This study use interviews with black women on a predominately white campus to collect and analyze data, and create narratives about black women’s experiences, communication and interactions in a society where the concept of whiteness is dominant. This study uses data from these interviews to investigate the major concept of black women’s experience such as differing ideals of black women’s beauty, black women and feelings of loneliness and isolation, stereotypes of black women, awkwardness with race issues on a predominantly white campus, and personal expression. This study specifically gives details about how dance can be used as a way of expression and education about black women’s experiences on a predominately white campus. It discusses specific race issues that black women experience on The College of Wooster’s campus, and then works to create a positive and creative ways to discuss race through the use of narratives and dance.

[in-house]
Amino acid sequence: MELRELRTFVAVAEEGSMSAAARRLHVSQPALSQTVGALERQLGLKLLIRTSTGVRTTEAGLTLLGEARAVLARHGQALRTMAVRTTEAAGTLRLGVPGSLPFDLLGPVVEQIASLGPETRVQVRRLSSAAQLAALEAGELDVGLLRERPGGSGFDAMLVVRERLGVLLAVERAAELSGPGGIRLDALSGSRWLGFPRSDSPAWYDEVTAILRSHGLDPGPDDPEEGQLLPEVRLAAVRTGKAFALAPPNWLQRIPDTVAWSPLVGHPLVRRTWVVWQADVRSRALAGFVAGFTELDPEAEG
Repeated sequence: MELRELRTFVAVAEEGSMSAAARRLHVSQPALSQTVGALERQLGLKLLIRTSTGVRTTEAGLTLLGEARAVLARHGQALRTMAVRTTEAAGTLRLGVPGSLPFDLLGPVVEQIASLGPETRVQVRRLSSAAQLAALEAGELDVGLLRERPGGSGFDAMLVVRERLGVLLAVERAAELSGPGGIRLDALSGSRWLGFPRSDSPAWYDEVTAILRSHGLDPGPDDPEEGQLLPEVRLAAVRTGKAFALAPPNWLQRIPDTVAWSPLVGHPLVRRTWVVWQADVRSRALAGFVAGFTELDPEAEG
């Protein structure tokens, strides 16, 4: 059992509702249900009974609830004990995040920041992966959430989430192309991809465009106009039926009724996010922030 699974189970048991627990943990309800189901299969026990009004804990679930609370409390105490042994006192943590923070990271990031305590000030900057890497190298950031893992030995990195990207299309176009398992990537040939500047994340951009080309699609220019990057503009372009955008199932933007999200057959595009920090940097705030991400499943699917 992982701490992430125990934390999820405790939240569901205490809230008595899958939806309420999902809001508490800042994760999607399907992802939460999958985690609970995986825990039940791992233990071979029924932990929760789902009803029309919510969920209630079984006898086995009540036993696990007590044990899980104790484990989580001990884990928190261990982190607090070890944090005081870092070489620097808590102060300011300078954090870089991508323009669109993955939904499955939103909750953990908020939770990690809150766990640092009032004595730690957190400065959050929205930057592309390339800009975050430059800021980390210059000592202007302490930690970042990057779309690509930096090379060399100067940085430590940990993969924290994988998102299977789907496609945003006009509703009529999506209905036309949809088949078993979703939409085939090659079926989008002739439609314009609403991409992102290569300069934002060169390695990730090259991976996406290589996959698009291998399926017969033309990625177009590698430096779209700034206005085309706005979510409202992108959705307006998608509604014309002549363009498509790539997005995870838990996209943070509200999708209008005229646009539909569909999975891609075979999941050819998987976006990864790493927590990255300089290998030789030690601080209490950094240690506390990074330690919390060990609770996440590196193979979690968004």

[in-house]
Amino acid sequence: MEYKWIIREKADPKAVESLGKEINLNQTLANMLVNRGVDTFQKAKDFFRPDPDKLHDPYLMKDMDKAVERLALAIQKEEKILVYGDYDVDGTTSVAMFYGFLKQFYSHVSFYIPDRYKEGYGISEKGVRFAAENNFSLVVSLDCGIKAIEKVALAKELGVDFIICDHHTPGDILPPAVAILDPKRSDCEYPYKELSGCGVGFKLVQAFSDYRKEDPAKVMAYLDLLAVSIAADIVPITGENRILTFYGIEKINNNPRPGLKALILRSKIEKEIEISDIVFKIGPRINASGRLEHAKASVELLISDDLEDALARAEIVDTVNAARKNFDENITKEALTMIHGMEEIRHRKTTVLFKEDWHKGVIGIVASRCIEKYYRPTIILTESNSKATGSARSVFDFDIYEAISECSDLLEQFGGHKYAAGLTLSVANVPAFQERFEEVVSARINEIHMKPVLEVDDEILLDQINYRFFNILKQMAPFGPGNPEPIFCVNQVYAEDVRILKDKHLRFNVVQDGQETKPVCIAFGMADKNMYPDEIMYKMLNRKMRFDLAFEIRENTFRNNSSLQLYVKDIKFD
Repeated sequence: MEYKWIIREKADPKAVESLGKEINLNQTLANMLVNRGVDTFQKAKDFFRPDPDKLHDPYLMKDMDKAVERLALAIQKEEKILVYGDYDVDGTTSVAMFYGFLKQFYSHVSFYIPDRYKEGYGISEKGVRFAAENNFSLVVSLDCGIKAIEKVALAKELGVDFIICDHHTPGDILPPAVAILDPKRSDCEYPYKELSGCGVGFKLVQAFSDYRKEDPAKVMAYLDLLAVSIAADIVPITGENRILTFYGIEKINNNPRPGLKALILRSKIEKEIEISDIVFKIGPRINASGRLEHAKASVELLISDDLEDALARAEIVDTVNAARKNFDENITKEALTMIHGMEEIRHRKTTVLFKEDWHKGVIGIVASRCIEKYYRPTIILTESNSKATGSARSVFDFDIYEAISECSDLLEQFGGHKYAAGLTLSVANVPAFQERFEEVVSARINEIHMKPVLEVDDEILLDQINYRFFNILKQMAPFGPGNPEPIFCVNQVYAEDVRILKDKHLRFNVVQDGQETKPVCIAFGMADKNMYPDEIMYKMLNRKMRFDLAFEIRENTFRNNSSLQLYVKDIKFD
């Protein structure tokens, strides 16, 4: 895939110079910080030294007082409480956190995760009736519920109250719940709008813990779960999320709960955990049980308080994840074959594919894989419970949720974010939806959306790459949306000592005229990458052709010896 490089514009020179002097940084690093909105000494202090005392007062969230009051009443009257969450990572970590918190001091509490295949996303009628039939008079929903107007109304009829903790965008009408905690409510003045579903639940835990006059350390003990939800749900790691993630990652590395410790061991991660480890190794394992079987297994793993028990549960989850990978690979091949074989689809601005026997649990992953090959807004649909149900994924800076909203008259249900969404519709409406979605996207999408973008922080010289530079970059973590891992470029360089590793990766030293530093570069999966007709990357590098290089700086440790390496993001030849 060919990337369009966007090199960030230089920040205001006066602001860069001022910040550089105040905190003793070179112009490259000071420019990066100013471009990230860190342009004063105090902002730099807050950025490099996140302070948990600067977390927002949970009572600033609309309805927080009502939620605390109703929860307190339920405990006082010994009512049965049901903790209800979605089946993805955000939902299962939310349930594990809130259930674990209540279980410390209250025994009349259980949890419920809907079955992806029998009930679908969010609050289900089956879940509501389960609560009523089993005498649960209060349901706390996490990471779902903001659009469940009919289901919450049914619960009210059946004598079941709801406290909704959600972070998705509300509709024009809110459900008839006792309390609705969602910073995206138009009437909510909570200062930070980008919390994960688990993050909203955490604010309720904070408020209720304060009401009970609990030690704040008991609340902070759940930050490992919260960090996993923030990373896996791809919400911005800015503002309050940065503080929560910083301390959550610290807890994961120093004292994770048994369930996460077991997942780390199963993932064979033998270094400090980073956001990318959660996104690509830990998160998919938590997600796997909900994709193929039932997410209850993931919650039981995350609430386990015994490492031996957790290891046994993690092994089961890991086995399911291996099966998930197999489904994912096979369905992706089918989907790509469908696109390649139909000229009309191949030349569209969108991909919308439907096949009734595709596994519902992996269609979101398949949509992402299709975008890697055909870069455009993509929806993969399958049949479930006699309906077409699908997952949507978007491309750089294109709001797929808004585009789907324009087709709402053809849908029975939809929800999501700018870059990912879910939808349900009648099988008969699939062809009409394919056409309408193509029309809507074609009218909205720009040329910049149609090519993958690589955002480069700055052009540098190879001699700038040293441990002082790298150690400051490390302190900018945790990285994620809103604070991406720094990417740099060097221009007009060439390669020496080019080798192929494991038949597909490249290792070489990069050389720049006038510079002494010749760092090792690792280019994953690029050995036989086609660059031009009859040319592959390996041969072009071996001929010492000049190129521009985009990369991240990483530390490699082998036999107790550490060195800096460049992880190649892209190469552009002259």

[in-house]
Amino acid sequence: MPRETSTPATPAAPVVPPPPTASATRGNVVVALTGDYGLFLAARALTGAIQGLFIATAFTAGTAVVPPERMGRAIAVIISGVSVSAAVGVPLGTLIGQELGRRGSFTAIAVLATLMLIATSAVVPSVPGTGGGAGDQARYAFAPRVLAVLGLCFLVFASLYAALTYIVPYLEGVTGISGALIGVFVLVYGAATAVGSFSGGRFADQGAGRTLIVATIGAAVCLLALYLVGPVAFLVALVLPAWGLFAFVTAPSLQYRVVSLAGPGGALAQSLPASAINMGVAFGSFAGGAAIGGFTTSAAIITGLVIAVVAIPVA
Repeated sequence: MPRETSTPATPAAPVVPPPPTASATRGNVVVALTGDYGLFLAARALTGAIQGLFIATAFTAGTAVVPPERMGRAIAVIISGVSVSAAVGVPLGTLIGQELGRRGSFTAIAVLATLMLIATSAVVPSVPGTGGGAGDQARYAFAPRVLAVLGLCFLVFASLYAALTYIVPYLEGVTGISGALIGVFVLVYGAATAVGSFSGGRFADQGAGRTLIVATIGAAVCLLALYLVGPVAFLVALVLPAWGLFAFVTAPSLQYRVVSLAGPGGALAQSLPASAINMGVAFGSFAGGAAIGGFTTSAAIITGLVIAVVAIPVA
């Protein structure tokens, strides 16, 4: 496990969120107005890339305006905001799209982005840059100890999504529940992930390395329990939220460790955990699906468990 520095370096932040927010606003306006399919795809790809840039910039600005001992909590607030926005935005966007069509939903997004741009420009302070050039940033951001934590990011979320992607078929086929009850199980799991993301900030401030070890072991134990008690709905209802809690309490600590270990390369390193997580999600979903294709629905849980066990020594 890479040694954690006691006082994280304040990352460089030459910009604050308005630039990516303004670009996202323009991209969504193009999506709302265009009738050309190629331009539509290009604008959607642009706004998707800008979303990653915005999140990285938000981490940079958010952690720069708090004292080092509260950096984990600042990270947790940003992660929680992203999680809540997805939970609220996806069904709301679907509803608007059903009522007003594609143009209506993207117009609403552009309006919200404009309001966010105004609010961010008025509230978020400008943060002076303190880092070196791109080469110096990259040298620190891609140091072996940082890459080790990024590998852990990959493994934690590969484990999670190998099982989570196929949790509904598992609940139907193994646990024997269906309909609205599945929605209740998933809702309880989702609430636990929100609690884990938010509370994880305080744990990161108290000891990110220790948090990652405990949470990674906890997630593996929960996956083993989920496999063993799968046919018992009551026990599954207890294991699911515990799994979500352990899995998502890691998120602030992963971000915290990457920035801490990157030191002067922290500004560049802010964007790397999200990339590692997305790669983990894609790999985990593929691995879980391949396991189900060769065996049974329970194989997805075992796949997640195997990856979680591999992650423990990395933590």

Atay, Ahmet


Communication Studies


African American Studies | Fine Arts | Gender, Race, Sexuality, and Ethnicity in Communication | International and Intercultural Communication | Interpersonal and Small Group Communication | Race, Ethnicity and Post-Colonial Studies | Social and Behavioral Sciences | Social Influence and Political Communication


black, women, identity, race, racism, Wooster, college, dance, performance, blackness, whiteness, culture, body image, skin, hair, objectification, interracial relationships

Publication Date


Degree Granted

Bachelor of Arts

Document Type

Senior Independent Study Thesis



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